Roman Maciejewski Life - A choirmaster in the world of Hollywood

After returning to the United States Maciejewski made many attempts to popularise his opus vitae (the rest of his works did not really matter to him, perhaps with the exception of the Mazurkas). The initiatives took on various forms, e.g. presentation of a tape recording of Requiem at several concerts. These presentations took place both in private and more formal circumstances (like the presentation of the piece organised by the Kościuszko Foundation together with the Institute of Sciences on 5 May 1961 in New York). It seems that the Polish community living abroad really wanted to help the composer, as is evidenced, for example, by the creation by the Kościuszko Foundation (thanks to a decision of the Women’s Section) of the Roman Maciejewski Fund aimed at enabling the artist to return to concert halls, or the establishment in 1964 of the “Committee for the Performance of the American Premiere of Roman Maciejewski’s Requiem in the Millennium Year”. Its members included many famous individuals (among them Artur Rubinstein as an honorary president). Maciejewski also received financial support, for example in 1971 the Alfred Jurzykowski Foundation granted him a music prize worth 2,500 dollars.

In the end Maciejewski returned to the (convenient) job of organist and choral conductor. He was active in two Californian churches: Our Lady of Guadalupe and Nativity Church. In 1963 he combined the two ensembles, creating the Roman Choir, with which he gave concerts across the region and for which he wrote several religious pieces. A lot of information about Maciejewski’s activities outside Poland still requires examination; there are quite a lot of random, unconfirmed documents or statements, and many that have not yet been unearthed. There are also interesting items, like the 1964 contract between Maciejewski and Rel Recording CO concerning the recording of The Kennedy Song and O Bone Jesu. Nothing is known about the recording, although there is a brief item from a Polish newspaper in America saying that works dedicated to Kennedy had been recorded (“Polacy za granicą. Utwór pamięci Kennedy’ego”, Głos Pracy, 21 December 1964. Press cutting from Wojciech Maciejewski’s archive). Another line to follow is a television film devoted to the renowned pioneer of deep diving Jacques Cousteau to which music was most probably written by Maciejewski as a… ghost writer (and so his name is not featured in the credits), a fact he mentioned in a letter to his mother from August 1970.

Significantly, throughout his more than a decade long stay in the United States (from the return from the Warsaw Autumn), Maciejewski never abandoned his vision to present his Requiem to the American public. Although the composer was supported in this by many Polish community activists and friends, the man who turned out to be the biggest advocate of the piece was the American conductor Roger Wagner, who recalled his first encounter with the composition in the following manner:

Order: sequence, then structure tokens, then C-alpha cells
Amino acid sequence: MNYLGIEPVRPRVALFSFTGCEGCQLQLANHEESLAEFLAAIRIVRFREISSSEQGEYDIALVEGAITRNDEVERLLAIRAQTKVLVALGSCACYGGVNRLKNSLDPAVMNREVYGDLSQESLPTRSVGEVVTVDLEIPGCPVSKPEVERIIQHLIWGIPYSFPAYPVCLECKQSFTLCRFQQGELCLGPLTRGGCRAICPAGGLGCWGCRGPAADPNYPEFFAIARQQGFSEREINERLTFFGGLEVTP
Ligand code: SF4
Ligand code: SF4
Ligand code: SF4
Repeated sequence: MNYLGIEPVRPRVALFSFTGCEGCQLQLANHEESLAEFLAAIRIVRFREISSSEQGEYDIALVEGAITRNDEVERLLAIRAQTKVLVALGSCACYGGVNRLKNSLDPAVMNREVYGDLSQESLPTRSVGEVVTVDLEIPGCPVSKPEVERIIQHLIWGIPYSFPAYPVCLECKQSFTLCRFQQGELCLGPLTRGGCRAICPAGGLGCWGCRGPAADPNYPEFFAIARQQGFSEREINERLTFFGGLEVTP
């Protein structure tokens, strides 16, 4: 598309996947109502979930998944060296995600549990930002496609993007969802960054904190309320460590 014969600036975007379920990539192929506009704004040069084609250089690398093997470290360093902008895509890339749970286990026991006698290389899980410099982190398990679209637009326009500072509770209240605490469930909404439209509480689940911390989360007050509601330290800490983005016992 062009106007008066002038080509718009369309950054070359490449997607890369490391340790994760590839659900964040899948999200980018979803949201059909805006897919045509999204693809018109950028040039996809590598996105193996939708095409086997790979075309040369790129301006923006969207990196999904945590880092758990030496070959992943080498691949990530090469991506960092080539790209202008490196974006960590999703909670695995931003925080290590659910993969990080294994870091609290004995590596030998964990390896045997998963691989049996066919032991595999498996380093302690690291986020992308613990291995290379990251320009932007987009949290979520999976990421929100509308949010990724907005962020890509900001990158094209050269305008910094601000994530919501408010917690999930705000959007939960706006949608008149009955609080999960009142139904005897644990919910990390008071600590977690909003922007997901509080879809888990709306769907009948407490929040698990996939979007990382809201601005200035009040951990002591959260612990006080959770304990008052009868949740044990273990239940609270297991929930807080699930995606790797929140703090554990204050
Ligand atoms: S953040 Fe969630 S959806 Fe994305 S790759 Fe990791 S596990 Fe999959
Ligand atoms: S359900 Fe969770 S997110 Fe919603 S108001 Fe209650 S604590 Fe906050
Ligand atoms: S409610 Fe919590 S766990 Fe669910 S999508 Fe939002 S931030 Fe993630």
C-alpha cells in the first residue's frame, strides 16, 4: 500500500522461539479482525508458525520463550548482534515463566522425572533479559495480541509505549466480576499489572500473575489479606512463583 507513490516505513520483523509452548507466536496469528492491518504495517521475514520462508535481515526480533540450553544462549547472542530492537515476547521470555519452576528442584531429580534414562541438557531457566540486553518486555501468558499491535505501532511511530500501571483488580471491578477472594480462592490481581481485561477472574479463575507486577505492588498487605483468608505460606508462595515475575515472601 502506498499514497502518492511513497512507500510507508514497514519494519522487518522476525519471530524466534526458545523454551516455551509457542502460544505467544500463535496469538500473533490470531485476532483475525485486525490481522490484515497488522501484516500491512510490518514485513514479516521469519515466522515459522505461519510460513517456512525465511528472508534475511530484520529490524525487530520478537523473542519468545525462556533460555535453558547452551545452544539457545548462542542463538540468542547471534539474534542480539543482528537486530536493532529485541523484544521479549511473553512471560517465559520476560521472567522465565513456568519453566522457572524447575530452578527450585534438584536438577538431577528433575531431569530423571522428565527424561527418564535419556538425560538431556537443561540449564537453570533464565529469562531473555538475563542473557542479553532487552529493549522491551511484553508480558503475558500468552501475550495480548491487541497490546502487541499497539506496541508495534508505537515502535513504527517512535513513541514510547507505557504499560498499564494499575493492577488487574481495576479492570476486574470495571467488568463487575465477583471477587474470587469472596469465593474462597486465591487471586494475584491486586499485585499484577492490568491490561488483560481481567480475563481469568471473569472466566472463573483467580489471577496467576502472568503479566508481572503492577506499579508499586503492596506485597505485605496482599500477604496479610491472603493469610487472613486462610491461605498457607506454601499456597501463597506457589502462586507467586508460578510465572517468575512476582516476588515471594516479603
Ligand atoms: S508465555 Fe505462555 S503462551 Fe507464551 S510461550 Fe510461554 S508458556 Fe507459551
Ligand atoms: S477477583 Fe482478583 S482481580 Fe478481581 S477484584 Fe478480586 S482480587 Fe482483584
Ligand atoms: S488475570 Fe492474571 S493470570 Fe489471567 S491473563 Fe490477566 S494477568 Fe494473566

I listened to the tapes and studied the score. It was overwhelming. There was no doubt in my mind, then or now. It is a master piece.

[“Composing Disturbs His Composure,” Los Angeles Times, 26 October 1975]

            Maciejewski’s dream came true only on 1 November 1975, but the setting was very prestigious. Venue: Los Angeles Music Centre in Hollywood (Dorothy Chandler Pavilion); performers: Los Angeles Master Chorale and Sinfonia Orchestra conducted by Roger Wagner; soloists: Lynn Cole-Adcock (soprano), Christina Krooskos (contralto), John Guarnieri (tenor), Harold Enns (bass-baritone). How did it go? Let a reviewer from a Polish newspaper speak:

That the concert attracted a lot of interest was evidenced by the long queues outside the box office on the day of the premiere despite the fact that all tickets had been sold a week before the premiere (the hall has 3200 seats). The audience’s reaction at the concert was sincere and spontaneous; many people cried. And when the applause started with the last chord of “Amen” and Maciejewski appeared, the audience rose to their feet and for ten minutes enthusiastically thanked the composer for what they had experienced.

[Kwiatkowska, “Amerykańska prapremiera Requiem Romana Maciejewskiego”, Nowy Dziennik, 23 December 1975.]

Wojciech Maciejewski, who was present in the auditorium, spoke in a similar manner:

[…] the audience of nearly four thousand was so moved that most listeners, including composers of avant-garde music, were crying wistfully. Similar reactions were repeated with varying intensity elsewhere. What can one think about it? Where does the power of this music come from that it can move people so much? Various critics have tried to find an answer. I believe, however, that the oratorio would not have made such an impact, if my brother had not given it the energy he had accumulated within himself. This energy, transformed into musical notes, now emanated brilliantly from the stage and permeated the listeners.

[W. Maciejewski, “Roman Maciejewski – mój brat”, typescript. Cf. Przekrój, 12 March 1995.]

The composer achieved his objective – the event was a success, the audience responded emotionally, the reviews were wonderful and offers of collaboration began to pour. However, instead of using this moment to build his career and financial stability, Maciejewski rather quickly decided to sell (or give away) his possessions and return to Europe…